I miss Wendy Wasserstein

I miss Wendy Wasserstein.

To be honest, I never knew her. But I came of age with her plays in my college/post-college years. The Heidi Chronicles and Sisters Rosensweig ran in New York in the late ‘80’s and early ‘90’s when I was living in the West Village. I sat in the theatre and took in every word her characters spoke.

I was working and studying, contemplating meaning and future plans, all the while loving life as a 20-something in NYC, taking in as much theatre and blind-dating as I could. And while Wasserstein’s characters seemed old to me with every option open, she showed life decisions about work, friendship and family with good humor and oh-so-perfect dialogue that resonated. Three decades later, I realize I have journeyed with her witty insights and internalized wisdom.

In between, the Wasserstein dialogue slipped from my mind. I lived life: graduate school; a move to the Midwest; a meaningful career with a 6-day work week; marriage; three children; sandwich generation responsibilities. I didn’t lift my head much, trying to be home with my children, line up good childcare, write sermons and eulogies, and make sure I had a clean, unwrinkled black suit. Life threw some curves and I faced some professional gender realities, but I forged through, reaching within, and, when I had time, I speaking to friends. Good friends, travel and fun times were there, but perspective? Witty lines? Not so much.

And then last summer I sat down for dinner and drinks with three childhood friends, all of us the same age — just past the 50-year mark. Over dinner we pondered our second acts, distinct for each of us. Work-place re-entry. Readiness to make a bang in a career whose part-time predictability had allowed for raising children. Wrestling with what to do with an immanently empty nest. And then there was me. I had kept my professional life strong, continued to seek that elusive balance parenting three children, and was now wondering about personal next steps post-divorce.

We spoke with brutal honesty and good humor about our successes and our uncertainties, with a confidence that came along with life – a different confidence than we had in our 20’s in Manhattan when all was bright and shiny. Certainly all of us have good lives and are grateful. Yet, between and among us we have come to understand day-to-day parenting, loss of our own parents, wrestling of family dynamics, and confronting professional decisions. And while more times than we could count we did not have had a clue how to figure out real-life moments, we did what we needed to do, finding our own inner resilience. We were all strong and beautiful, even if we couldn’t always see that either.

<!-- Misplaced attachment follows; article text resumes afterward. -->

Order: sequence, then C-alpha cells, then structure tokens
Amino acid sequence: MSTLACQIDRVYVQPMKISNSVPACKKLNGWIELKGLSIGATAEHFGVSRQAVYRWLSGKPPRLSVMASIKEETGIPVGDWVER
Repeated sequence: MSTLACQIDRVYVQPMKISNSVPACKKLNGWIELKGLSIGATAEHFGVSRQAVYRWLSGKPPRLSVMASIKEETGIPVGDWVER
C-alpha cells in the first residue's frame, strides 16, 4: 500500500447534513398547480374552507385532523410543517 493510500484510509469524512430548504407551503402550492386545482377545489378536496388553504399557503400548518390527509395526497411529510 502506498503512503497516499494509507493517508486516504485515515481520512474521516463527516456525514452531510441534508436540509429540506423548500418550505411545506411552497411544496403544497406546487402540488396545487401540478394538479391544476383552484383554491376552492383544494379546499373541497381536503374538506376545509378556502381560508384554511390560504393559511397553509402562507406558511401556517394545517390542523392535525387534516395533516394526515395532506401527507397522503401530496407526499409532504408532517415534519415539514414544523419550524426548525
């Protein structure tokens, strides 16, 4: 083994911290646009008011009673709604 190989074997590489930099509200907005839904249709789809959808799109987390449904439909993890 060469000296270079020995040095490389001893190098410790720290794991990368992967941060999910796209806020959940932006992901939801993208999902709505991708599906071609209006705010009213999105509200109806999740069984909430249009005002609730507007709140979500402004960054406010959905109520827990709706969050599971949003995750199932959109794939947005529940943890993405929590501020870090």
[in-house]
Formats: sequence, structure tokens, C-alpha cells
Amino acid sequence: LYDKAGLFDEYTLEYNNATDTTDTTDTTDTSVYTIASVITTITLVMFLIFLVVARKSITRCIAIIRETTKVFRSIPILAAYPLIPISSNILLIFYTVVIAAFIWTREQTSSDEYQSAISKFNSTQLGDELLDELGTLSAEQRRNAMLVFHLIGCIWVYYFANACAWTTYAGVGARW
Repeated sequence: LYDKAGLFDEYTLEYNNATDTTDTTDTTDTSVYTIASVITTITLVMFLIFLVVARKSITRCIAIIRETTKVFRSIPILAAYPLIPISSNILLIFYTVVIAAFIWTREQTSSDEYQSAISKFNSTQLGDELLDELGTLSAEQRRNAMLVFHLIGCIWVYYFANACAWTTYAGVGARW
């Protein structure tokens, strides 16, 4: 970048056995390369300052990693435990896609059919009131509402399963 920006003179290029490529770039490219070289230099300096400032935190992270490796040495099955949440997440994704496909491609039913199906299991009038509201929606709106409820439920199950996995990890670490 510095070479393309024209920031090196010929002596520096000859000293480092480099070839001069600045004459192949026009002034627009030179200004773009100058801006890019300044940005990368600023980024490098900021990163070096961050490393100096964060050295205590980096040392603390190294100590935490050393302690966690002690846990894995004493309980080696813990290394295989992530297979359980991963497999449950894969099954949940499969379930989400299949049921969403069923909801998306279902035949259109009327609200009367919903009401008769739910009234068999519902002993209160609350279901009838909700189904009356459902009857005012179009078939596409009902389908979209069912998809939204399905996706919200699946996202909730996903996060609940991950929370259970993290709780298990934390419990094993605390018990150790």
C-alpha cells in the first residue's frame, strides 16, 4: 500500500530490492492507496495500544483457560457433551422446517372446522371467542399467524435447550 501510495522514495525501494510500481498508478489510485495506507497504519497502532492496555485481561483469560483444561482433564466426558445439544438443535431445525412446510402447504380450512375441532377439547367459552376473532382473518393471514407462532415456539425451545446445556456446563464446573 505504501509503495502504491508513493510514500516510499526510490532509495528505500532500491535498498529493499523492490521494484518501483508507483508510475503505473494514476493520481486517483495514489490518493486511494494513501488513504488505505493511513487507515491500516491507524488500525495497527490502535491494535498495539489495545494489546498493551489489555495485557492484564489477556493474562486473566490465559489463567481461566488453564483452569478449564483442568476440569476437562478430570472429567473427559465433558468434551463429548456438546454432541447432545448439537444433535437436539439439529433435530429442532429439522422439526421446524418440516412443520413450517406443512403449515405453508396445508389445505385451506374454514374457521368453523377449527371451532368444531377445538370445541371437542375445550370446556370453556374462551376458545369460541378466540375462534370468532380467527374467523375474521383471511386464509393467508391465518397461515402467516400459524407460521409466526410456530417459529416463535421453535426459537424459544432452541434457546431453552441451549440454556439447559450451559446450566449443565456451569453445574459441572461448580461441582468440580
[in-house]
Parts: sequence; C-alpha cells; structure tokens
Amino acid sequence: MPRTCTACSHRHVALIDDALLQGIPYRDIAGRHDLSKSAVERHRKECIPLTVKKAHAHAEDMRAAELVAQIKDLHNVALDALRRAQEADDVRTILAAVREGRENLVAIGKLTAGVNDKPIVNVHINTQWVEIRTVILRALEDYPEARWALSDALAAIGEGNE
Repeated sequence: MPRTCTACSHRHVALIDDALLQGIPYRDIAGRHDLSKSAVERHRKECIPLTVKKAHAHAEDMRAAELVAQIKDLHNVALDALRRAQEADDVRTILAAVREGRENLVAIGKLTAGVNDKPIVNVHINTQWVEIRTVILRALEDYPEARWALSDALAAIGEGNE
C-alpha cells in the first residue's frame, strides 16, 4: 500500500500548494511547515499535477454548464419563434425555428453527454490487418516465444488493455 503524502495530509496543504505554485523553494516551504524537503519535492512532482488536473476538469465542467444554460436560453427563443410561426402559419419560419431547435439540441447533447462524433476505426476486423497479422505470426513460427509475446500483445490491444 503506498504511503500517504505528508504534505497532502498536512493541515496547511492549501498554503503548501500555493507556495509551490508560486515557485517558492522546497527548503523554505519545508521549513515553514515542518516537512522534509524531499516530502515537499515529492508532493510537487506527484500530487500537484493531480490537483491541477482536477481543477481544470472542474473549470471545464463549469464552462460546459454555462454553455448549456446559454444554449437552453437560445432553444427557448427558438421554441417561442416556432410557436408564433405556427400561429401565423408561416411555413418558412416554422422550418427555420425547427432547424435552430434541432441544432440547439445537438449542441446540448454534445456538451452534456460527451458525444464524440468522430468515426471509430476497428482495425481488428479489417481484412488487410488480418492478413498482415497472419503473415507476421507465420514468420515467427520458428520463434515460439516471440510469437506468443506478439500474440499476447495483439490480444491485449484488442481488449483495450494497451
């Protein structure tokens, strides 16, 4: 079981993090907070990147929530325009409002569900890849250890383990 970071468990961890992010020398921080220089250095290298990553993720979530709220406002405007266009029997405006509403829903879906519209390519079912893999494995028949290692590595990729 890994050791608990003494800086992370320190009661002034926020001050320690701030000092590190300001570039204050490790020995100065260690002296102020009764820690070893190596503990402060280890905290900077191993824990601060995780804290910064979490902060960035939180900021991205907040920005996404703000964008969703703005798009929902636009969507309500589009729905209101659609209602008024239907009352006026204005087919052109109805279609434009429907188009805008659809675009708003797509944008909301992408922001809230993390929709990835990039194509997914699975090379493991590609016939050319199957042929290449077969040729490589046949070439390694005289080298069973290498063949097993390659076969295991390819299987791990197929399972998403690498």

I left the restaurant that evening energized – even as the talk reminded me of the vulnerabilities we face. That I knew — in two decades as a rabbi I have seen at every turn that so much of life is unpredictable. How we deal with it, is another story.[i] Here, though, we have choice. We all make our choices as we live our days.

Talking with my friends that night occurred in a protected space, out of time while right smack in it. Reality was front and center, at the same time that we all had enough history from childhood and high school to remind one another of the moments we might have, well, misplaced in the recesses of memory. We challenged one another in strength and we laughed at the brutal honesty of it all.

The conversation was so good, Wendy-worthy, really. No one wanted it to end, and no one wanted to return to the call of what had to get done that night or the next day. I left the restaurant wanting to write it down it was so good. I didn’t, though. Didn’t think I could.

We jumped back into our lives. And then a few months later, real life hit hard. One of us found a sudden lousy diagnosis. Her plans changed. The other three of us “talked” across the country incessantly, endeavoring to support her and, frankly, confront our own terror and helplessness. My rabbinic experience felt tossed out the window, depleted as I was, fearing for my friend, and, to be honest, myself as selfish as that felt.

I had no good script before me. Still don’t. I decided to write to ground myself, somewhere, anywhere, as my friends and I fumble through the conversations. The words aren’t witty in this conversation. Wendy, where are you? I need you to write the dialogue and give the stage instructions. I need it to all work out. I miss you, Wendy.

[i] “…freedom to choose how you will respond to the situation. You cannot control what happens to you in life, but you can always control what you will feel and do about what happens to you.” Viktor Frankl in Man’s Search for Meaning.